# Scientific Questionnaire

### Maddi Payan and Vikram Murugan-3rd Period

## Question

## Hypothesis

## Parts of the Experiment

Independent Variable: Grade level (Last years freshmen or juniors).

Control: None.

Experimental Group: Last years freshmen and juniors who took at least two AP classes.

Two factors held constant: One is the number of AP classes required and the second is the grade level.

## Data Table

## Bar Graph

## Analysis

Last year the freshmen had only 1 - 5 hours of homework everyday, while the juniors had 5 - 7.5 hours of homework. This shows that the maximum number of hours of homework a freshmen did in this selected group is the same as the minimum number of hours of homework that a junior did. When comparing the average number of hours of homework, the freshmen got 2.8 hours of homework, while the juniors got an average of 6.1 hours of homework. The average clearly shows that an average freshman did about 3.3 hours of homework less than the average junior. When including standard error of the mean, the error bars ranged from 2.4 - 3.4 hours for freshmen and 5.7 - 6 hours for juniors. Since they did not have any numbers in common they were statistically different.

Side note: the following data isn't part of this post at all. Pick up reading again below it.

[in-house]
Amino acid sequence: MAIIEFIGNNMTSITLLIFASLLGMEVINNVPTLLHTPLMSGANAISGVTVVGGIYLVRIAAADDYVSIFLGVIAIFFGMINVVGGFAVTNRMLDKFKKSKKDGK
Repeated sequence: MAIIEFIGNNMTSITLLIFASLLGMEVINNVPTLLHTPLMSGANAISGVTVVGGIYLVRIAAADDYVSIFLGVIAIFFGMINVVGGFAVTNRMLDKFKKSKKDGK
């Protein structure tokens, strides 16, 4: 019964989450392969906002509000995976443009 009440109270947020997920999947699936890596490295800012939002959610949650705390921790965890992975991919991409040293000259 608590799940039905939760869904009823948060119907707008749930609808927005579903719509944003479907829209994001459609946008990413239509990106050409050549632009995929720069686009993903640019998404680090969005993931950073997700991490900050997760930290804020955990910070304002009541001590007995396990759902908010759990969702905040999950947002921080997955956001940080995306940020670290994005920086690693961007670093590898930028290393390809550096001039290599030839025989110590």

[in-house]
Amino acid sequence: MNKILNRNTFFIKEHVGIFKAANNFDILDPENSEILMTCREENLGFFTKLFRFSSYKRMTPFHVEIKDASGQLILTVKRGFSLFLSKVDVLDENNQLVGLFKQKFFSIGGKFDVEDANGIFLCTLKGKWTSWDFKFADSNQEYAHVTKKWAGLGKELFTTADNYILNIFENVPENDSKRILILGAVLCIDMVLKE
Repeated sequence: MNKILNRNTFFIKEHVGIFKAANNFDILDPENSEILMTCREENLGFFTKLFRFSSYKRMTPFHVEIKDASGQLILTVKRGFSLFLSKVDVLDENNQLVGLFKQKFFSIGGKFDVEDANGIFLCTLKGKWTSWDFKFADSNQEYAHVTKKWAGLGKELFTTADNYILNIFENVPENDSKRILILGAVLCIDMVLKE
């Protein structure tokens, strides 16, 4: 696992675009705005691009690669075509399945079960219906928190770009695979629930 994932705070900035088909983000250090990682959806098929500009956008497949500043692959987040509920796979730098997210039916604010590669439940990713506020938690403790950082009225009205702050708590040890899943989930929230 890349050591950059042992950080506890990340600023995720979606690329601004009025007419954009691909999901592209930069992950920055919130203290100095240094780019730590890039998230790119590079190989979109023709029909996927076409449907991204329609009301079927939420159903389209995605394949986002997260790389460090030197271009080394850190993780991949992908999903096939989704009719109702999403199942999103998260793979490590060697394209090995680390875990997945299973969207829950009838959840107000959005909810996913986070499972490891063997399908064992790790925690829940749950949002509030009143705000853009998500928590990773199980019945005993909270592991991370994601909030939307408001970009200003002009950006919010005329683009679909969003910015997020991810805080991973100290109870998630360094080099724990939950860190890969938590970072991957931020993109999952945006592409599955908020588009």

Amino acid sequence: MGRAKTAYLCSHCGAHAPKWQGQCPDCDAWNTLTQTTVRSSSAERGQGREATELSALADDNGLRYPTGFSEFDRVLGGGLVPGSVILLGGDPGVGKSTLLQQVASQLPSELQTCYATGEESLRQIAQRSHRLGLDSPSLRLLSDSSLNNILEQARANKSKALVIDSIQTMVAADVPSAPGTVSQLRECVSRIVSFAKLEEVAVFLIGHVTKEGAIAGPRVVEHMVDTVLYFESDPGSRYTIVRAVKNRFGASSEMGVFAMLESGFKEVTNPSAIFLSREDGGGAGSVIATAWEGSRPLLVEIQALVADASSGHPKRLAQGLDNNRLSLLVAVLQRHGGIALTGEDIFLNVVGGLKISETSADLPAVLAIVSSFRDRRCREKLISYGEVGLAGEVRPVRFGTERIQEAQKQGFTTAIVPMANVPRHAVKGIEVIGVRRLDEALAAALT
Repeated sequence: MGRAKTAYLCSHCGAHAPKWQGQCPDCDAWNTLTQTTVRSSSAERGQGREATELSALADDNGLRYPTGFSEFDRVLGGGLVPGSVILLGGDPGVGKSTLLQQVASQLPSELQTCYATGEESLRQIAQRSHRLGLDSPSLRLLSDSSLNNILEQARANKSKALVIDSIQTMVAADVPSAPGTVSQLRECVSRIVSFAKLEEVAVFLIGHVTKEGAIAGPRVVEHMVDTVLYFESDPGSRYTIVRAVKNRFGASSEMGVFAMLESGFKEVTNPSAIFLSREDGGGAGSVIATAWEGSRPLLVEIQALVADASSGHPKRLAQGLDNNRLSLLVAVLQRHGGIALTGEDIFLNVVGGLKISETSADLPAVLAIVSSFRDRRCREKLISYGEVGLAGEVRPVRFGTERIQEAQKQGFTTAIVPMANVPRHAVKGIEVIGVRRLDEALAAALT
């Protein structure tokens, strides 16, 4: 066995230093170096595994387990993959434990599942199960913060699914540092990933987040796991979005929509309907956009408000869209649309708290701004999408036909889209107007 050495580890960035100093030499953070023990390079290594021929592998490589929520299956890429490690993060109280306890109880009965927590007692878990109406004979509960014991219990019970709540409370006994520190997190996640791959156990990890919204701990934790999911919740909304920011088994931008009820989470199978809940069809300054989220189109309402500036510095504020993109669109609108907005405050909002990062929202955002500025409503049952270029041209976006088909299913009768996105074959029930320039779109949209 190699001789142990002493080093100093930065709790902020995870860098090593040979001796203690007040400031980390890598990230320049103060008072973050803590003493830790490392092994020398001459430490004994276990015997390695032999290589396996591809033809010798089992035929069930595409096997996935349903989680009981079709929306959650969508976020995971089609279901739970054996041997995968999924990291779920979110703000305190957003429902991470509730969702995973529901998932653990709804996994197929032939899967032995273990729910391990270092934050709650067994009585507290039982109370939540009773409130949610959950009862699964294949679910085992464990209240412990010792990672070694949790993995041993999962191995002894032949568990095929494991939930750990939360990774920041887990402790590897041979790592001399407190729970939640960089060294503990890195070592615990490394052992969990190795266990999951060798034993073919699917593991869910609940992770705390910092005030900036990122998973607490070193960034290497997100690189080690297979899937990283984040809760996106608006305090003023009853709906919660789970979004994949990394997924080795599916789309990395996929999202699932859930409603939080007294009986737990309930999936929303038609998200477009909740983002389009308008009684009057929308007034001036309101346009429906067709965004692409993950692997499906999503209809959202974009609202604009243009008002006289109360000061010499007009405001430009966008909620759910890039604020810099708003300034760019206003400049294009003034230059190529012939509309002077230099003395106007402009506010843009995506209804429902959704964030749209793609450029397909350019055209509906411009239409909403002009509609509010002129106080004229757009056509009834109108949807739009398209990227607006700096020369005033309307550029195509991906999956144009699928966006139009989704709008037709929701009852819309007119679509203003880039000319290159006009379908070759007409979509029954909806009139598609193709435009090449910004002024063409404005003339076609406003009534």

The reason our data pointed this way was because juniors take harder or more rigorous courses than freshmen do. Juniors usually take at least 3 AP courses while freshmen normally only take one. Due to the multitude of AP courses, juniors tend to do more hours of homework than the amount freshmen do

## Conclusion

## Sources of Inaccuracies/Errors

## Bibliography

"Homework Hurts High-achieving Students, Study Says." *Washington Post*. The Washington Post, n.d. Web. 07 Sept. 2015.

Witmer, Denise. "How Much Is Too Much Homework in High School?" N.p., n.d. Web. 07 Sept. 2015.

Coppell High School Course Planning Guide 2014-201. *Coppell High School Course Planning Guide 2014-2015TABLE OF CONTENTS* (n.d.): n. pag. Web.